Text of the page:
Obama Administration Suggests Retirement Reform


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There is absolutely no doubt that the last few years have been rocky, and we may not be out of the woods yet. Certain factors such as high unemployment, inflation fears, and a still stagnant housing market, could be catalysts working against a full economic recovery.

As a result, the Obama administration has started proposing new changes to protect the retirement savings and income strategies for workers everywhere, even those without retirement plans. As with every government proposal, there are competing voices on both sides of the aisle. Here are some of the suggested changes:

Immediate Annuities Promoted as Suggested Retirement Tool

In the report from the administration's Middle Class Task Force that came out this week, immediate annuities were recognized as a preferred strategy for American's retirement income needs. Obama feels that an annuity gives workers with a better shot at a more secure retirement. If the biggest risk in retirement is running out of money, an annuity can help guarantee that you won't. An annuity is something you buy with a large pile of cash in exchange for a monthly check for the rest of your life. In effect, it allows you to purchase the pension that your employer has most likely stopped offering, and an immediate annuity can help pick up where Social Security leaves off.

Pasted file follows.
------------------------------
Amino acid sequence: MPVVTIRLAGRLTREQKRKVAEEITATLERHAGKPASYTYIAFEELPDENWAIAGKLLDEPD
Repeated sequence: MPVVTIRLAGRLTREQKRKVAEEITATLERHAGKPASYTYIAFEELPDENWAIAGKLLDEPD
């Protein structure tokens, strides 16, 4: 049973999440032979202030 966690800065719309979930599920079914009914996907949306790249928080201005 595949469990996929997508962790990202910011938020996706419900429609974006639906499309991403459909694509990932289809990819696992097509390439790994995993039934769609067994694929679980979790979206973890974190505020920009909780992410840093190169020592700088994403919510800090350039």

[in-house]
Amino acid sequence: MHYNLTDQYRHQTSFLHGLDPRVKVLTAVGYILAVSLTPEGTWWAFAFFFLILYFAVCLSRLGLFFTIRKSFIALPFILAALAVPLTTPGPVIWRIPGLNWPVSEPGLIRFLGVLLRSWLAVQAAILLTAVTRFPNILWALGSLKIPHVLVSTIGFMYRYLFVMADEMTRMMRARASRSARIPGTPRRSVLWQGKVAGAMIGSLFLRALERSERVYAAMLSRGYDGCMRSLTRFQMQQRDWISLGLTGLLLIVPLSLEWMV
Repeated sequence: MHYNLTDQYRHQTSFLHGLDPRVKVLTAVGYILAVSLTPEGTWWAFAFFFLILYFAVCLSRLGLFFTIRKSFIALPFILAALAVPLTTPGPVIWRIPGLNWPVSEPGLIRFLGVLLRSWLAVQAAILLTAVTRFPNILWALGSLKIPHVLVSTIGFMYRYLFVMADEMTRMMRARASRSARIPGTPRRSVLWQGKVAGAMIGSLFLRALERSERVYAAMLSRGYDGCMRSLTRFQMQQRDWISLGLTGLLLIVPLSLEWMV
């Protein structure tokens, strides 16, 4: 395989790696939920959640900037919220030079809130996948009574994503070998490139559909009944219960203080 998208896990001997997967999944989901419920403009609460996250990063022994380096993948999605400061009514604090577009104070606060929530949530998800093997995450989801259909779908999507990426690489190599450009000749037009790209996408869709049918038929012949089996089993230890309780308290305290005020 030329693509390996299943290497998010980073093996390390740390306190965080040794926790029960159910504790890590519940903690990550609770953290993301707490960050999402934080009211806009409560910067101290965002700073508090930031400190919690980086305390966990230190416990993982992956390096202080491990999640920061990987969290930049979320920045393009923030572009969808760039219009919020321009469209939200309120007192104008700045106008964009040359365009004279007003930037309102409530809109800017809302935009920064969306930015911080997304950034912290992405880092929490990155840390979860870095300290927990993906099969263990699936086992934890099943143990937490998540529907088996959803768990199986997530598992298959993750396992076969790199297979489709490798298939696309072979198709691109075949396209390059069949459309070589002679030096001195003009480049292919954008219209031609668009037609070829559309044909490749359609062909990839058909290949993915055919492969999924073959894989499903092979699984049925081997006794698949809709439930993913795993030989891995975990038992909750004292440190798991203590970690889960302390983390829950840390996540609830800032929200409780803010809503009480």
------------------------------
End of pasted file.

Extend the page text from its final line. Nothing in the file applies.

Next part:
Establishing Automatic IRAs.

Per the task force, 78 million working Americans, roughly half of savers, lack employer-based retirement plans. Fewer than 60 percent of working heads of families were eligible to participate in any type of job-related pension or retirement plan in 2007.

The Obama-Biden Administration will promote the establishment of a system of automatic IRAs in the workplace by requiring employers who do not currently offer a retirement plan to enroll their employees in a direct-deposit IRA unless the employee opts out. The contributions will be voluntary and matched by the Savers Tax Credit for eligible families. The Administration is also streamlining the process for employers to automatically enroll workers in 401(k) plans, which has been shown to boost participation, especially for low- and middle-income workers.

Other proposed changes include:

Improving the transparency of 401(k) fees to help workers and plan sponsors make sure they are getting investment, record-keeping, and other services at a fair price. Encouraging plan sponsors to make unbiased investment advice available to workers, helping workers avoid common errors that undermine retirement security, while providing strong protections against conflicts of interest. Reviewing and requiring clear disclosure regarding target-date funds, which automatically shift assets among a mix of stocks, bonds, and other investments over the course of an individual's lifetime. Due to their rapidly growing popularity, these funds should be closely reviewed to help ensure that employers that offer them as part of 401(k) plans can better evaluate their suitability for their workforce and that workers have access to good choices in saving for retirement and receive clear disclosures about the risk of loss.

The views and opinions expressed herein are the views and opinions of the author and do not necessarily reflect those of Nasdaq, Inc.

This article appears in: Personal Finance Retirement
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